Posted by on Oct 31, 2012 in Glazes, Holiday | 0 comments

Sometimes inspiration comes from unexpected sources.  Julie and I purchased a glaze sampler set and among the colors was one that I called ‘toxic orange’.  What else could be done but make...

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We Won!

Posted by on Sep 15, 2012 in Crackle, Glazes | 9 comments

We are so excited because we won first place in the 2012 Coyote Glaze Competition.  We submitted several entries but it was our crackle teapot that was selected! Coyote Glazes hosts a yearly competition  for potters who use their glazes.  In addition to winning first place, we will also be featured in their advertising campaign! We are constantly testing glaze combinations and various applications on our pots.  So it is a great compliment to have been selected by Coyote Glazes. Check out the Coyote website to see our teapot and the other...

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Commercial Glazes – Pints

Posted by on May 25, 2012 in Glazes, How-to | 0 comments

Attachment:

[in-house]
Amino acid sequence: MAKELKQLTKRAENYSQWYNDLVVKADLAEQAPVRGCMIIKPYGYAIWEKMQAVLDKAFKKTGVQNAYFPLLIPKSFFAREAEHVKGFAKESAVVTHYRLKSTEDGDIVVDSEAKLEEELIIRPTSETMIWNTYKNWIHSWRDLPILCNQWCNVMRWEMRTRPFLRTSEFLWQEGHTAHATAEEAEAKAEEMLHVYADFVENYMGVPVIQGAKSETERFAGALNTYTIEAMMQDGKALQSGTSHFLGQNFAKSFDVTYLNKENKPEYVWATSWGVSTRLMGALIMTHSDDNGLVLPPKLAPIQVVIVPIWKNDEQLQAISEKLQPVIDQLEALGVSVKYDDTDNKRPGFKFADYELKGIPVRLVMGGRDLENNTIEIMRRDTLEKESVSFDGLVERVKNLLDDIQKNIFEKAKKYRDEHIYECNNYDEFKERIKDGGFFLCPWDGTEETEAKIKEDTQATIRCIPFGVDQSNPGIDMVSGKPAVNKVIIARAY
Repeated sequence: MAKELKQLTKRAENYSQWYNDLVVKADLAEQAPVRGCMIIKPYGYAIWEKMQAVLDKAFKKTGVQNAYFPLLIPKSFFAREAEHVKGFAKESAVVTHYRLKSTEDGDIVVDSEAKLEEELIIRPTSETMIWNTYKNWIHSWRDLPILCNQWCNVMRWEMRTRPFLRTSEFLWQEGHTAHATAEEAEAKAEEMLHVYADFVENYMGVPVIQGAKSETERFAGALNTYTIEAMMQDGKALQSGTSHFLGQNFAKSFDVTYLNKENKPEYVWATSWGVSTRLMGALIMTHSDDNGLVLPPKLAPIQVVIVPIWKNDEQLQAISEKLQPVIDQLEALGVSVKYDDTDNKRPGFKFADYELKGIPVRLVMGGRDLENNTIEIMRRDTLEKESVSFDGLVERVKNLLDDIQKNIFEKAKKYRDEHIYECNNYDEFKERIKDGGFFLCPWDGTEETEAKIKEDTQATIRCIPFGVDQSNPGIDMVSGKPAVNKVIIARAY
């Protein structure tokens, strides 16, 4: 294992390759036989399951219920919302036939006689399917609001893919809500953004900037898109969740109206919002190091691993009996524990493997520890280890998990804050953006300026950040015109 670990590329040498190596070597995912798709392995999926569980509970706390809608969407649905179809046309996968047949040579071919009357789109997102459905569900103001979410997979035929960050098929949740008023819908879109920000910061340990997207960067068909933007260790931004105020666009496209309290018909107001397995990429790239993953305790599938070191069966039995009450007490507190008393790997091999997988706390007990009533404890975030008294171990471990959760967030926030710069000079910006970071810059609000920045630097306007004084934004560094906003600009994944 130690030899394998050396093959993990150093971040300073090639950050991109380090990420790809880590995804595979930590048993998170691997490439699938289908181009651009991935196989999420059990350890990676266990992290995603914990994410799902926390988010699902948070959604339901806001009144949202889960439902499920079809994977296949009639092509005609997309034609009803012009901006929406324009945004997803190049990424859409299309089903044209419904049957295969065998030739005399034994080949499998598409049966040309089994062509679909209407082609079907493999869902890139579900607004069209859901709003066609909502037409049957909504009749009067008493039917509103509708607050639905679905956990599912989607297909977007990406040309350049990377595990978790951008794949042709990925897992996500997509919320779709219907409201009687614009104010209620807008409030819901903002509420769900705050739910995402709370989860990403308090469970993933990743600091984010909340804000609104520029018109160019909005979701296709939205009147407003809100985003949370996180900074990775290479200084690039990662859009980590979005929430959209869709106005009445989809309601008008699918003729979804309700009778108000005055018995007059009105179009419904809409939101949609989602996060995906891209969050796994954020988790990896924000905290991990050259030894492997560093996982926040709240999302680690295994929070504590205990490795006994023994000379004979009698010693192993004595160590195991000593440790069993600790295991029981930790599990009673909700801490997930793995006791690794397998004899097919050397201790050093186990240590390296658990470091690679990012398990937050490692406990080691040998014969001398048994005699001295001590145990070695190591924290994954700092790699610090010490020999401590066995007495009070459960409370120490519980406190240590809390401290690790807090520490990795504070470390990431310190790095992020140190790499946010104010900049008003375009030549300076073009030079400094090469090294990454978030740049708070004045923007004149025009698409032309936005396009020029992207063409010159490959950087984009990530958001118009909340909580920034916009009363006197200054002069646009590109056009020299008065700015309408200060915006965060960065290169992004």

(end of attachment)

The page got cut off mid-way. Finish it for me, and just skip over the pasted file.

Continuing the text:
For the most part, I use commercial glazes purchased in a dry state which I hydrate and sieve.  However, I also buy glazes in liquid form (usually in pints). There are a lot of great commercial glazes and almost all of them are available as liquid in pints.  Pints are cost efficient because they allow you to test a glaze prior to purchasing a larger amount.  They are also excellent for supplementing a color palette (like at a community studio).  I buy pints of glazes for colors that I don’t use frequently or for colors that are too expensive to use in large amounts.  Pints are also space efficient since because you can store several glazes in a small space; and, they are portable which is critical if you do most of your glazing remotely (like in a community studio). If you buy a pint, it is most likely that you will brush the glaze onto the pot.  Although the glazes are liquid, they may need some attention prior to using.  The ‘right’ glaze consistency is smooth and flow-able and results in the coverage that you want.  Unfortunately, for those of us who like to quantify things, this is a judgement call.  Don’t be afraid to adjust the glazes to suit your application style. Some glazes settle quickly or may have settled since they were shipped.  Other glazes may be too think for brushing or ‘lumpy’.  Glazes in these conditions need additional water and/or sieving. The first thing to do is shake and stir the glaze.  If this doesn’t result is improved viscosity, add  a little water and stir and shake the glaze pint again.  The glaze is at the appropriate viscosity when it is flow-able enough for you to work with in a way that is comfortable to you and coats the pot adequately. If the glaze still doesn’t look smooth, then sieving can help improve performance.  Sieves come in various sizes – typically 60, 80, 100, and 120 mesh.  The larger the number, the smaller the holes (sort of like thread count for bed sheets).  If you have a very lumpy glaze, you may need to sieve progressively.  Sieve with the lowest mesh first (60) then sieve the glaze again with a higher mesh (80).  I sieve most pints one time with an 80 mesh and that seems to be sufficient.  Pottery Supply House sells sieves that are fitted for wide-mouth pints at a very reasonable price. Stir and shake the pint, then pour the glaze through a sieve.  You will need to stir the glaze to move it through the sieve.  If the glaze is too thick, add a little water.  If you add too much water and the glaze becomes too thin, let the glaze settle for a few hours or days, then decant some of the water off the glaze.  Stir and shake the pint and sieve again if necessary. If the glaze dries out, it can be rehydrated.  In fact, if a glaze is partially dried out, it is best to allow it to dry out completely.  Just leave off the cap until all the water evaporates.  Then, add water to the dry glaze, allow to hydrate then sieve it. Pints of glazes are an economical solution to expanding your color palette and with a little adjustment, you can make using them more...